For my futuristic culture, I simplified it to the following five honorifics used in the Eastern Commonwealth:
-dàren: for a high-ranking official
-shìfu: for an older male
-jūn: for a younger male
-jiĕ: for an older female
-mèi: for a younger female
Jiĕ and mèi are the two most commonly used honorifics in Cinder, and their usage always puzzles me and strikes me as clumsy (or unnecessary clunky) writing. Whatever happened to the the honorifics for royalty? How about doctors? And Mr and Mrs?
Prince Kai refers to Cinder as Lihn-mèi, but using mèi denotes a close relationship. And for a guy to use it, he is usually as close to the girl as he is to a sister (even closer than if he were to use her first name.) It is very surprising for a PRINCE to use it, and to a girl he barely knows!
Cinder refers to her mother (albeit stepmother) by her first name, which is just rude. She also refers to her father with his first name. I should just accept that Cinder has barely anything to do with Asian culture.
I admit after reading the acknowledgments, I had to wonder just how much help from the PhD Meyer got (so I Googled him.) Or if I was the stupid one who didn’t know anything about her own culture and the language she spoke fluently.
Names: Wrong Romanization/Pinyin
The names in Cinder seem to either come from Chinese or Japanese names. At first I thought the royal family would have Chinese origins since they rule New Beijing after all. But it turns out Japan must’ve taken over at some point because their names are Japanese (is this Meyer hinting at Japan’s superiority over China?.) Rikan can be both Chinese or Japanese, so can Kai. But later I find out Kai is short for Kaito–which can only be derived from Japanese romanization. Curiously, we never get his last name.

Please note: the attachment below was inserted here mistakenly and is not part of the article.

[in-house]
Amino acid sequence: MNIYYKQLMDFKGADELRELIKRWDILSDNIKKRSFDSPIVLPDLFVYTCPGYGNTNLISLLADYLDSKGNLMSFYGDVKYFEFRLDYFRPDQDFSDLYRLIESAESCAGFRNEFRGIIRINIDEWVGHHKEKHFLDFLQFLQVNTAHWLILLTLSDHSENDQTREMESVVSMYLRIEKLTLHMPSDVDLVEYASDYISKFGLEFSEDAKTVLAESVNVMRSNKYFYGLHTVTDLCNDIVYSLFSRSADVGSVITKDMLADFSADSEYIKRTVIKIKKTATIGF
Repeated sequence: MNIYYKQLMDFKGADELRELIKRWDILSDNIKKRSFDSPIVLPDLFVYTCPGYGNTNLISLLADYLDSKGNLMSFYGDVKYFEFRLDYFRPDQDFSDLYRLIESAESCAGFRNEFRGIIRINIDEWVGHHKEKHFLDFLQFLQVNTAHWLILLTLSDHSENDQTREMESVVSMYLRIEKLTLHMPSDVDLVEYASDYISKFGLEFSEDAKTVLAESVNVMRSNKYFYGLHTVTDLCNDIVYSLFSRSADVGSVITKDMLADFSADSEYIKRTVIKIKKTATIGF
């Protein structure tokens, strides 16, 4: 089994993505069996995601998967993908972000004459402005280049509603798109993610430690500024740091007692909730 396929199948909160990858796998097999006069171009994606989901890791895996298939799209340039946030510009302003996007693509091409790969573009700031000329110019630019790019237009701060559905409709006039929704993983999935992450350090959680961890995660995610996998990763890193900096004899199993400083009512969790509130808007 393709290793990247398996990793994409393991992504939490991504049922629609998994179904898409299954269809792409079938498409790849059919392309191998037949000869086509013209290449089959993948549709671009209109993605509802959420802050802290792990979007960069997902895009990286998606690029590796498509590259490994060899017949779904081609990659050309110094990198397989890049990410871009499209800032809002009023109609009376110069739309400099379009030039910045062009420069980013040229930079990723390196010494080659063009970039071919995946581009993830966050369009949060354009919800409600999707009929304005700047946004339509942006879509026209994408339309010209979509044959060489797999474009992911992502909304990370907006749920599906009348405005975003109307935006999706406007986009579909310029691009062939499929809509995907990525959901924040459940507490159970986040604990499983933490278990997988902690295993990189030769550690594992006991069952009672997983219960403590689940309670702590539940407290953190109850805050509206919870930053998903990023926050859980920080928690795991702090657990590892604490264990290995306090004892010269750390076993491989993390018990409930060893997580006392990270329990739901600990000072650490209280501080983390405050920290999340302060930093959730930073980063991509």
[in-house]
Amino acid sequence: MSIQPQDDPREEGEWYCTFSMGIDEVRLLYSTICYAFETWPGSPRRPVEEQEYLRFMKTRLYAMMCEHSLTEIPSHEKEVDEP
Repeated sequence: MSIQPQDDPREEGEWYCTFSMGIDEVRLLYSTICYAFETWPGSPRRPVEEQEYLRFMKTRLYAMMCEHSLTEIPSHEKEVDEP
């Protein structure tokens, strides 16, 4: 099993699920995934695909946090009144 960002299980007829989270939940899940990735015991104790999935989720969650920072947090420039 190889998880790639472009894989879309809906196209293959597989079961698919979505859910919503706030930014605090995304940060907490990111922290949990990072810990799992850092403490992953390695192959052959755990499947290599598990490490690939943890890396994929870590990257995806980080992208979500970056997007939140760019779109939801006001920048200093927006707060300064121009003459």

I can accept the Japanese names, but the Chinese ones are a mess. I appreciate Meyer for putting tone marks on the honorifics, but they don’t appear anywhere else. Even without tonemarks Lihn should be “pinyinned” as Lin. I’m not sure if Nainsi is supposed to be a Chinese derivative of “Nancy” whoever named her fell asleep on the keyboard, but that n in the middle should not be there. The only one that has a believable Chinese name is Chang Sacha, but then her son (Sunto) is either misspelled or Japanese. For a Chinese-based world, there aren’t many Chinese names. Or maybe Chinese names are a pain to pronounce (I know, because I gave up trying to teach people how to pronounce my Chinese name.)
I appreciated that Cinder didn’t fall in love at first glance, but I still don’t find Prince Kai that appealing. That is probably due to his inappropriate bursts of sarcasm during political meetings.
Why Do People Hate Cyborgs Again?
From what I gather, cyborgs are still human with a few prosthetics, yet apparently they are hated as second class citizens. Melo-dramatic, much? I am sure if any of those other people ever lost a limb, they would welcome a prosthetic instead of being leg-less for the rest of their life too.
Politics, MOON PEOPLE ARE OUT TO GET US. I really Don’t Get Politics. Real or Fictional.
I admit that I was left confused over how the politics work. Apparently the queen of the moon is going to wage war with Earth if they don’t give her control because she’s evil and she feels like it…yet she wants to marry a prince ten years her junior even though she has mind-control powers. Why she doesn’t use mind-control for world domination to save herself the trouble is beyond me. Why Prince Kai still thinks there’s anything worth negotiating is beyond me. Why can’t he just send a nuclear bomb over to the moon? Problem solved. But I guess he is all for “peace,” so bombs are out of the question. I didn’t pay too much attention to the political talk since it seemed to get nowhere.